Banks, thievery and diminished expectations in four recent films from Argentina
lnp3 at panix.com
Wed May 16 11:13:41 MDT 2001
In the opening scene of Fabian Bielinski's "Nine Queens," Juan (Gaston
Pauls), a young conman, has been caught in the act at a Buenos Aires
convenience store. Just as the proprietor is about to call the cops, a
shopper announces that there is no need to call the cops since he, a
plainclothesman, has been tracking the conman for some time and will now
deliver him to the police station personally.
As soon as the two leave the store, we discover that the "cop" is really a
fellow conman named Marcos (Ricardo Darin), who, when happening on the
encounter, decides to rescue a comrade. As the two stroll down the streets
of Buenos Aires, we soon discover that Marcos intends to take the greenhorn
under his wings and train him in the finer arts of swindling. With some
reluctance, Juan decides to apprentice himself. Mostly, what bothers him is
the utter amorality of the teacher who is not above conning members of his
own family, including his beautiful sister who works at a downtown luxury
hotel and who despises him.
It is at this hotel where the house-of-mirrors plot of "Nine Queens"
unfolds. There, a wealthy guest becomes the target of an elaborate "sting"
concocted by the two. It involves the sale of very rare postage stamps--the
nine queens--and the high-stakes measures necessary to convince the buyer
that they are real.
Ultimately, "Nine Queens" is less about plot than it is about character.
The fresh-faced Juan is relatively guileless in comparison to the
demonic-looking Marcos. As they sit down to plan out their various scams,
the apprentice keeps threatening to break things off and return to his less
ambitious--but more innocent--ways.
Suffice it to say that the audience is being "stung" as the film progresses
toward its unexpected climax. As in Herman Melville's "Confidence Man,"
none of the characters is really as they appear, especially the apprentice.
Nor are the various events that move the plot along, including a bank
failure. Whether or not, Argentineans regarded this witty film as a
commentary on their own society is difficult to say. In a country in which
theft is sanctioned at the highest level of government, we must allow for
"Waiting for the Messiah" shares with "Nine Queens" a Jewish director
(Daniel Burman) and glimpses into the Jewish subculture of Argentina. In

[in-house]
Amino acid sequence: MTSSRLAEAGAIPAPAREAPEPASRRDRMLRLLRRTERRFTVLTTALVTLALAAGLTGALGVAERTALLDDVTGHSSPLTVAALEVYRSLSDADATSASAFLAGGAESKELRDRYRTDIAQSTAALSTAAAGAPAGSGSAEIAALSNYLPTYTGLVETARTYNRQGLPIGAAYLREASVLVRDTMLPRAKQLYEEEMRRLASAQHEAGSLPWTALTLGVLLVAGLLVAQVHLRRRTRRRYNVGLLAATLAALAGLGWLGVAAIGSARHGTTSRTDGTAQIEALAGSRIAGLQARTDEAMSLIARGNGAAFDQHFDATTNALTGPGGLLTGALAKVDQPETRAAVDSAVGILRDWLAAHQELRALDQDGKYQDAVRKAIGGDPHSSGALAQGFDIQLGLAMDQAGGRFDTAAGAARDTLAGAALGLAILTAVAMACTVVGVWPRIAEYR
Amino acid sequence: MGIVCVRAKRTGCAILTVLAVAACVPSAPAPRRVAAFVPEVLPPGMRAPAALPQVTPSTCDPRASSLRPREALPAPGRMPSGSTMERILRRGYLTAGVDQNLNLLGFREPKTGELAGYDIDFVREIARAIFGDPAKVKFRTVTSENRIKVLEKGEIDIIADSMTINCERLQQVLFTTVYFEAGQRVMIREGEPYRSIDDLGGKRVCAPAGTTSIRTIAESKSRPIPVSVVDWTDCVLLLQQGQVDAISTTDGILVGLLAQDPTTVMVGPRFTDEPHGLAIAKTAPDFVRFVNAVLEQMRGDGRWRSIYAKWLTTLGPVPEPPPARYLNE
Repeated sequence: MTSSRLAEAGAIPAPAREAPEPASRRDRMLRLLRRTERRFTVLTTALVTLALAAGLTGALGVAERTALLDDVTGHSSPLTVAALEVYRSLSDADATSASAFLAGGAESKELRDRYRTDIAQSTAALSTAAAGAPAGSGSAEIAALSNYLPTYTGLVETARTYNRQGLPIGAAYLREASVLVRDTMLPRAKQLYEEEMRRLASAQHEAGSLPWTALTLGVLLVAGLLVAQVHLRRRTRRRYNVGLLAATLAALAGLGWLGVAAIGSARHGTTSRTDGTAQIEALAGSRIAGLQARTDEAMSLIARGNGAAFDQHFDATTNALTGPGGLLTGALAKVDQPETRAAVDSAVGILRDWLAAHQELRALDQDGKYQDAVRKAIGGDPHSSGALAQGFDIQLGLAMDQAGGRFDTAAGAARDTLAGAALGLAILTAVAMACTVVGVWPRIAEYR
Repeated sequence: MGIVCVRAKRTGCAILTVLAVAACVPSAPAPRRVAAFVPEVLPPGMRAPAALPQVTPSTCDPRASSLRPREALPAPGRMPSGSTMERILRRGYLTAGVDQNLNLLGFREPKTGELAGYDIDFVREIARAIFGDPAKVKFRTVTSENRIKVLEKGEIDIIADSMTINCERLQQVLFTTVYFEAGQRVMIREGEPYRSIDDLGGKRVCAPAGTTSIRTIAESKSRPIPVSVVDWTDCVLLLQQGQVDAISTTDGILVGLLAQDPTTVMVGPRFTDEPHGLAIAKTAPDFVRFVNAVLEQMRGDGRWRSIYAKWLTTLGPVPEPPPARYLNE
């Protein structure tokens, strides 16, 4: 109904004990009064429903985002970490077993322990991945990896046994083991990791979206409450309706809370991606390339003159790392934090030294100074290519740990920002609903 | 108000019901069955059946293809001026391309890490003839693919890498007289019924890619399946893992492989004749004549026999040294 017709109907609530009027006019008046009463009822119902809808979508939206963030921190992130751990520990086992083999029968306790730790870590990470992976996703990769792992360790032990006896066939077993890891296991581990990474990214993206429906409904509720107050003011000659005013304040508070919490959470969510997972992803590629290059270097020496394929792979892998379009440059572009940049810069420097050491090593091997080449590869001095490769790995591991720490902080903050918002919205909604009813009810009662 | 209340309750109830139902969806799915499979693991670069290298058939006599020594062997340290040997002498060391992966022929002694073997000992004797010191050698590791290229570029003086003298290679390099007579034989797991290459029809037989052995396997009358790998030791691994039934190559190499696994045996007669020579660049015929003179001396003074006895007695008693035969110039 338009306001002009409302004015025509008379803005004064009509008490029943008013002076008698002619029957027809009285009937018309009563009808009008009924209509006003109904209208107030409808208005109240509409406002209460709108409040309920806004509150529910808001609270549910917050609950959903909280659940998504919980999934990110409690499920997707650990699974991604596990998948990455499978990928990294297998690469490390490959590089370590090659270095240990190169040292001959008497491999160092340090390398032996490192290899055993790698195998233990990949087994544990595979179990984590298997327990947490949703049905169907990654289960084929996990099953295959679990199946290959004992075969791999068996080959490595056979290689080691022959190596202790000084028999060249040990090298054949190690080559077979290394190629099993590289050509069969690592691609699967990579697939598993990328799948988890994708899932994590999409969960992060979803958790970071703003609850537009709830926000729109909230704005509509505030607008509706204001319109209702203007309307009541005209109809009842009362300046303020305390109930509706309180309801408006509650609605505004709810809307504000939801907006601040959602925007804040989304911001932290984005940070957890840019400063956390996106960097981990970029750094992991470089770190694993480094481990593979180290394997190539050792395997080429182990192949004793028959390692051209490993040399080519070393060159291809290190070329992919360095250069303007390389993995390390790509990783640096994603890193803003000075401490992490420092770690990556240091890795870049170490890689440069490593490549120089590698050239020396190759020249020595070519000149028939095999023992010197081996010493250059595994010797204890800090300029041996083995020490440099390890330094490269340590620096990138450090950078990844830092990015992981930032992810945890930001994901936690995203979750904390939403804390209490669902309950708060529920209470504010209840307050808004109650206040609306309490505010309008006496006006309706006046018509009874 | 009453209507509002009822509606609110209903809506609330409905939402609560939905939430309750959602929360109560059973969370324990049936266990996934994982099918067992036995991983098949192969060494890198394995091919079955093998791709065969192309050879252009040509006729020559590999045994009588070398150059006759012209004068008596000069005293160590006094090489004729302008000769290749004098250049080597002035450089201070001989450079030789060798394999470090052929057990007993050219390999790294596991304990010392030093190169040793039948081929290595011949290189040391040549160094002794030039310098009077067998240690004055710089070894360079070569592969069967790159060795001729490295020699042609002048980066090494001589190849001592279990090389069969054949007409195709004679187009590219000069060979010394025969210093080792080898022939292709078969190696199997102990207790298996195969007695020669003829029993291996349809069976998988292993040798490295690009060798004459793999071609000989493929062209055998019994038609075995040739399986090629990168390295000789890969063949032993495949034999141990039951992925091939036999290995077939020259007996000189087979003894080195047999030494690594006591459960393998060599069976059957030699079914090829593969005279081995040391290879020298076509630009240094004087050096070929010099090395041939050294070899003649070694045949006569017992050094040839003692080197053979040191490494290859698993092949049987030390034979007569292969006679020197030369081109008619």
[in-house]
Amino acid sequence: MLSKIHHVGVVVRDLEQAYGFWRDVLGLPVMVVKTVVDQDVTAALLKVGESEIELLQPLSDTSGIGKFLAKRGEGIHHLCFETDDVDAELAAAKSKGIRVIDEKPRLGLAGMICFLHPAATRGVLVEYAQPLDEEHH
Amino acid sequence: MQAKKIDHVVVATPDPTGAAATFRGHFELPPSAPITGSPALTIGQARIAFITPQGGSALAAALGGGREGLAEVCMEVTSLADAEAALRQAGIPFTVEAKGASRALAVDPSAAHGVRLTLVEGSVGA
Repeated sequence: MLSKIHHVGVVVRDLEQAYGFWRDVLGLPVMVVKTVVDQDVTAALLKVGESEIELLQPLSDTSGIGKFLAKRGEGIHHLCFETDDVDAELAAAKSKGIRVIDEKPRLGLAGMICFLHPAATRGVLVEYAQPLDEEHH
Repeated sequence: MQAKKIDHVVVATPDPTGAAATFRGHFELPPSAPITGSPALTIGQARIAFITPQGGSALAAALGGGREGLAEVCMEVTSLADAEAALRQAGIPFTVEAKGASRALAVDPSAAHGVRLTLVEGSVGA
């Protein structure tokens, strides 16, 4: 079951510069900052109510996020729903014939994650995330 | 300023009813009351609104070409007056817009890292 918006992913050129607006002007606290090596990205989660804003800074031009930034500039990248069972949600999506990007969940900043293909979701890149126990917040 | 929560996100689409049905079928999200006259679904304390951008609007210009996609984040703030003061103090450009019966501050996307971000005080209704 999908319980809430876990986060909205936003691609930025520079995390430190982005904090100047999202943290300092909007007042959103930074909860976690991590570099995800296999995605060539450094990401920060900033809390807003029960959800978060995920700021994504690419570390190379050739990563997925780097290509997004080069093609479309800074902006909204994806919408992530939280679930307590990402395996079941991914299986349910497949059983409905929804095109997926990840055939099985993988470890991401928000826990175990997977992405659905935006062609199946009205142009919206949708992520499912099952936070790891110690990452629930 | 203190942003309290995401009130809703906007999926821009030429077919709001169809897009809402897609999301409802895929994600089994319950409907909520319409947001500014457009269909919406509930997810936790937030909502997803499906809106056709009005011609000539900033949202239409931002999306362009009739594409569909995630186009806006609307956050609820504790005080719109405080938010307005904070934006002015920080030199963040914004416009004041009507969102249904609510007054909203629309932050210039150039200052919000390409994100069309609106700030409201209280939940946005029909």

"Nine Queens," one of the conmen who has run afoul of Marcos is Jewish. In
"Waiting for the Messiah", it is an entire neighborhood, the Jewish
community known as "El Once," that has been swindled by the international
Like the butterfly's wings in chaos theory, the failure of Asian banks in
1997 touches off a chain of events that ultimately reaches the characters
in "Waiting for the Messiah." Ariel (Daniel Hendler) is living with his
father who runs a combination restaurant and Jewish community center in "El
Once." When the meltdown eventually ripples down to Argentina, his father
loses his life savings.
Santamaria (Enrique Pineyro) is another victim of the worldwide financial
crisis. Formerly employed as a teller by the bank in which Daniel's father
kept his savings, he now wanders the streets of Buenos Aires living by his
wits. He scavenges through dumpsters trying to find lost property that he
will return to the owner for a small fee, including the pocketbook of
Ariel's recently deceased mother lost during a mugging. In returning the
pocketbook to Ariel, a thin bond develops between the two men but
ultimately the film tracks their fate as two separate narratives.
Santamaria, like most Argentinians devastated by the recent economic
collapse, is struggling to maintain a sense of dignity. Without any shame,
he ventures into a woman's restroom in a train station late at night to do
his laundry. There he meets the matron Elsa (Sttefania Sandrelli), who
after overcoming her initial shock, allows him not only to do his laundry
there on a regular basis, but take showers. Eventually the two fall in love.
"Waiting for the Messiah" works best as a series of vignettes in which the
characters are shown trying to adjust to demeaning circumstances. Less
concerned with indicting the social and economic system that can produce
such circumstances than it is with the efforts of common people to survive
within them, it is deeply compassionate in its own modest way.
Directed by Sergio Belloti, "Tesoro Mío" is based on an actual crime, an
embezzlement by a middle-level treasurer (tesoro) at the Banco de Argentina.
The treasurer in the film is named Carlos Dietrich (Gabriel Goity in an
unforgettable performance), whose branch is in a provincial seaside town,
where the main pastime seems to be getting drunk. Carlos, who is turning
forty, not only hates his job, but is trapped in a loveless marriage. His
only pleasure is screwing a younger woman who works in the next teller's